Sandra And whilst winning the Nobel Prize in Chemistry this year will cement Charpentier and Doudna’s place in the history of gene editing, historically it actually has been quite difficult for women in particular to get the recognition they deserve, even within the Nobel Prize committee.
Kai In fact, besides Doudna and Charpentier only five other women, among them, Marie Curie, as well as her daughter, have won the Nobel Prize in Chemistry, which represents a paltry 3.8% of all the 186 laureates in chemistry. And the picture is even worse in physics and in economics, for example.
Sandra And we'll include a BBC podcast in the shownotes that tells the story of how in physics, the woman who discovered pulsars, made the discovery in her PhD, lost the Nobel Prize, which was awarded to her male supervisor.
Kai And so the awarding of Nobel Prizes is not without controversy, not only because of the glaring gender bias, controversies around who won or who didn't, but also because it tends to cast science as an endeavour of individuals, when in fact any scientist always stands on the shoulders of giants, as the saying goes, always builds on prior work. It is often, these days, the collaboration of large teams of researchers that is at the heart of discoveries and developments in science. And yet, the Nobel Committee always picks one or two people who then become famous and known worldwide, for those discoveries, casting a dark shadow on all those who might have contributed to the discoveries.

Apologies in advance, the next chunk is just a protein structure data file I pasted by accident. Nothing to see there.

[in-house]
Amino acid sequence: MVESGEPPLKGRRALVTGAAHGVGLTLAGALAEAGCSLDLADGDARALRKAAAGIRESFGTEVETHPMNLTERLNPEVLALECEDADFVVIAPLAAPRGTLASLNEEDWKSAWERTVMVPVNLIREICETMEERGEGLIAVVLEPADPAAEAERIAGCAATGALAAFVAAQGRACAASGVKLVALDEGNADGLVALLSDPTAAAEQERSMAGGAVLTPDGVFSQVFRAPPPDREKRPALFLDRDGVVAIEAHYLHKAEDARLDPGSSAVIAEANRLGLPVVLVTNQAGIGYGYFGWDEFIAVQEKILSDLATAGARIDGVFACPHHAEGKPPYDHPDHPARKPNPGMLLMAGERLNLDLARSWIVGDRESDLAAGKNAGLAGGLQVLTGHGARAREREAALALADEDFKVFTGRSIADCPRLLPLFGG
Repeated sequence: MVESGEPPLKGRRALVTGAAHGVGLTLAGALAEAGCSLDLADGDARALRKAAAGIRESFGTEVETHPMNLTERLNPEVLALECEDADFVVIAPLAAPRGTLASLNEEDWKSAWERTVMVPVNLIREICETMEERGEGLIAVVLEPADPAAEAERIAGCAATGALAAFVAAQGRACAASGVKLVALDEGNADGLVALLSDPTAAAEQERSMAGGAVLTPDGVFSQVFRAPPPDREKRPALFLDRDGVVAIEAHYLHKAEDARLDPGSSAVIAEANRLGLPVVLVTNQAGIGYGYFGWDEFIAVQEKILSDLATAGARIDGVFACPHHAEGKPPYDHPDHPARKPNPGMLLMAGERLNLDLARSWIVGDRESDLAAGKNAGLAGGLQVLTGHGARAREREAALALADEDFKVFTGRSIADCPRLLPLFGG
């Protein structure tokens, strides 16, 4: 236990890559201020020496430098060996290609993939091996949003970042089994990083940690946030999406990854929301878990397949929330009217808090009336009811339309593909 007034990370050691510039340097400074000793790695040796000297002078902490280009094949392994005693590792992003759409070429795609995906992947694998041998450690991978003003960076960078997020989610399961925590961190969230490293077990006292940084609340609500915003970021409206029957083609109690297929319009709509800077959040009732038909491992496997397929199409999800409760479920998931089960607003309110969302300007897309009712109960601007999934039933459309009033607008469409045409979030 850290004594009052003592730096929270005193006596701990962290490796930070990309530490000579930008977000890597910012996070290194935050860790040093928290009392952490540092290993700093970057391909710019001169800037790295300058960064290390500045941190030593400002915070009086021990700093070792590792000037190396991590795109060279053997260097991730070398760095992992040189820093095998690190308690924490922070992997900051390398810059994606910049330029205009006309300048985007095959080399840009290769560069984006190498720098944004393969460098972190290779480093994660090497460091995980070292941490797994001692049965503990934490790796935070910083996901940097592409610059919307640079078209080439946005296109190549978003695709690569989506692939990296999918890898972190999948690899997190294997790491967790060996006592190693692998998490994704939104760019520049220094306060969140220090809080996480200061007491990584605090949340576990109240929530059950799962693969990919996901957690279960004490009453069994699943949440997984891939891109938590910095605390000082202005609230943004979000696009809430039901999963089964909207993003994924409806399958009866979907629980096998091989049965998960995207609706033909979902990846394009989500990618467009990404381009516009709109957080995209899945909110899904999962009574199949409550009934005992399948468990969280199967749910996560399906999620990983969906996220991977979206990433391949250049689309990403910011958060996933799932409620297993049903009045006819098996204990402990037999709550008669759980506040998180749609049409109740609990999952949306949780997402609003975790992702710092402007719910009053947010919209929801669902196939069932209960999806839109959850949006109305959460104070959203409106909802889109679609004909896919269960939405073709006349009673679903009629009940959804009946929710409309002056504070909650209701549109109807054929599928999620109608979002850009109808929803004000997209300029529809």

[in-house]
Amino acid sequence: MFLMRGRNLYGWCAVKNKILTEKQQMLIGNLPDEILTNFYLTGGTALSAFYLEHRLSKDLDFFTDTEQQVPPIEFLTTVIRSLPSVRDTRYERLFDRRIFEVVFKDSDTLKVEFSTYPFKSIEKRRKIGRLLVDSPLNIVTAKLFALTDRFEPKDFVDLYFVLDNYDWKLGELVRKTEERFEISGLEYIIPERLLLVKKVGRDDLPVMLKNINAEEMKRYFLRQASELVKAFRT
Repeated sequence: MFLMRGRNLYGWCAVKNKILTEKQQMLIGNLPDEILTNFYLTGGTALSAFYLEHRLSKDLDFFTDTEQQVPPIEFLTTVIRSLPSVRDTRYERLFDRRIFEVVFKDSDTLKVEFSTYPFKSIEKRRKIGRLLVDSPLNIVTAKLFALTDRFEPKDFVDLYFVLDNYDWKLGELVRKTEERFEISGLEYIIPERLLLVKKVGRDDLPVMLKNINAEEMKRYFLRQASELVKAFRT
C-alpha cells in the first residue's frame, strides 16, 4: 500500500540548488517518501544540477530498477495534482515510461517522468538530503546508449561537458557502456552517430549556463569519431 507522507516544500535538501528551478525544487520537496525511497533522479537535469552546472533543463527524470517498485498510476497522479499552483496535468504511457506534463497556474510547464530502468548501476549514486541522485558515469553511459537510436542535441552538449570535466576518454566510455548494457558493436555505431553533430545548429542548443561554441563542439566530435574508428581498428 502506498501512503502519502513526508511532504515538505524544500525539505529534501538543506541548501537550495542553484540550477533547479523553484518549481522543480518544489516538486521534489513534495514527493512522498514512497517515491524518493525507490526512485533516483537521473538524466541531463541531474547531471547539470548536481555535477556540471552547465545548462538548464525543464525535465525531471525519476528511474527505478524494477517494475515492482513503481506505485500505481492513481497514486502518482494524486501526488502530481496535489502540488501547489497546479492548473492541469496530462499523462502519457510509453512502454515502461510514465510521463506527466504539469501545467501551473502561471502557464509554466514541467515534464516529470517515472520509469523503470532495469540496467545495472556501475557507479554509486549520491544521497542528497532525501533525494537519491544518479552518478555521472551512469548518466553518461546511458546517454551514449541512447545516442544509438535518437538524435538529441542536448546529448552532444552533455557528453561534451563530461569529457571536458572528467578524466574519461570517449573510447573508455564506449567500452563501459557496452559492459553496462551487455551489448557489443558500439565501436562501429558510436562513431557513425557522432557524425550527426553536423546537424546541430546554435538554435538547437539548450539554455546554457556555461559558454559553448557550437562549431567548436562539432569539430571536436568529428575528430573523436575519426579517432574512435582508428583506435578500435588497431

Sandra And that situation is likely to hold because the Nobel Prize can go at most to three people in fields where always the contributions are made by hundreds of people.